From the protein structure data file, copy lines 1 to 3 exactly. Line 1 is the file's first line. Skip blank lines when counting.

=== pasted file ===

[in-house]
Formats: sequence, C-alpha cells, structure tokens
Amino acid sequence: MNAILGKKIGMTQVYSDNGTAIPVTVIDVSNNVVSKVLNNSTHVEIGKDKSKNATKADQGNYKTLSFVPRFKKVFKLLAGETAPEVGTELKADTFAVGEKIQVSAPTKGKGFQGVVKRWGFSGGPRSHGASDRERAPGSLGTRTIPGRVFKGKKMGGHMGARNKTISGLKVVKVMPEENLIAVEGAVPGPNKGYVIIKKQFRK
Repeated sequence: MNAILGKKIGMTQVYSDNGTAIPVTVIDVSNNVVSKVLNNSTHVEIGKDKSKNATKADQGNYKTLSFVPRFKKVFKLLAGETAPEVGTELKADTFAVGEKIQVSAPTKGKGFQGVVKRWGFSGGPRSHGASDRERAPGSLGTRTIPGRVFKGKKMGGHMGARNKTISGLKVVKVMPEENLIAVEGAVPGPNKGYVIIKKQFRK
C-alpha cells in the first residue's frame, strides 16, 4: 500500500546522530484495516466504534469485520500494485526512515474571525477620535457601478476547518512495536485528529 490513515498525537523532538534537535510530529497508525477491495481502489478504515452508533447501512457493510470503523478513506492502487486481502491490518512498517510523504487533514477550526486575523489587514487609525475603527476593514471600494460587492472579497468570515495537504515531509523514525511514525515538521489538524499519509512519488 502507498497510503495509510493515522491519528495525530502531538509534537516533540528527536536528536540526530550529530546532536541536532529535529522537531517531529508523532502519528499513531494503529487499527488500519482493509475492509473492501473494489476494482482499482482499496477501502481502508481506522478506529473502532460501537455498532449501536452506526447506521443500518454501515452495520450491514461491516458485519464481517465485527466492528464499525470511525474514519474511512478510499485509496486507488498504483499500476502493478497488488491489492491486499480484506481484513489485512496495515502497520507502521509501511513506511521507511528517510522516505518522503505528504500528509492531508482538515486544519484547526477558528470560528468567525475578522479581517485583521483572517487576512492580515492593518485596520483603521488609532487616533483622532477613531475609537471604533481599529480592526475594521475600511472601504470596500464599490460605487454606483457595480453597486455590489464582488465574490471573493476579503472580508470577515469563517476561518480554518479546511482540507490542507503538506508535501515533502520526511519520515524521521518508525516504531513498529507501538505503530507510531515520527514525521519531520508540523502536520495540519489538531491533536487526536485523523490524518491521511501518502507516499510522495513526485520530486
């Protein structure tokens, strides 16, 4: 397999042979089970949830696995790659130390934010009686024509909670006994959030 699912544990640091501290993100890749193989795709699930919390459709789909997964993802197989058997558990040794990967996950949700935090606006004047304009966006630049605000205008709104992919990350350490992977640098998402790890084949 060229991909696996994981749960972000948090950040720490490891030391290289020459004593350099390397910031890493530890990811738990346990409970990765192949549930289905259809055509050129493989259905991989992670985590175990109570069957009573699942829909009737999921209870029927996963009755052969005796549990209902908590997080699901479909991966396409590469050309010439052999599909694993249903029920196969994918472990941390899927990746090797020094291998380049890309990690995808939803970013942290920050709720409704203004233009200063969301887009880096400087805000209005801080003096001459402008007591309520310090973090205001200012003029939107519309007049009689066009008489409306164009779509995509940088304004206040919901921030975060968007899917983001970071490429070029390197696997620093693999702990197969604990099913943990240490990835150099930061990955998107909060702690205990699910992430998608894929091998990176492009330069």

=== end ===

[in-house]
Formats: sequence, C-alpha cells, structure tokens
Amino acid sequence: MNAILGKKIGMTQVYSDNGTAIPVTVIDVSNNVVSKVLNNSTHVEIGKDKSKNATKADQGNYKTLSFVPRFKKVFKLLAGETAPEVGTELKADTFAVGEKIQVSAPTKGKGFQGVVKRWGFSGGPRSHGASDRERAPGSLGTRTIPGRVFKGKKMGGHMGARNKTISGLKVVKVMPEENLIAVEGAVPGPNKGYVIIKKQFRK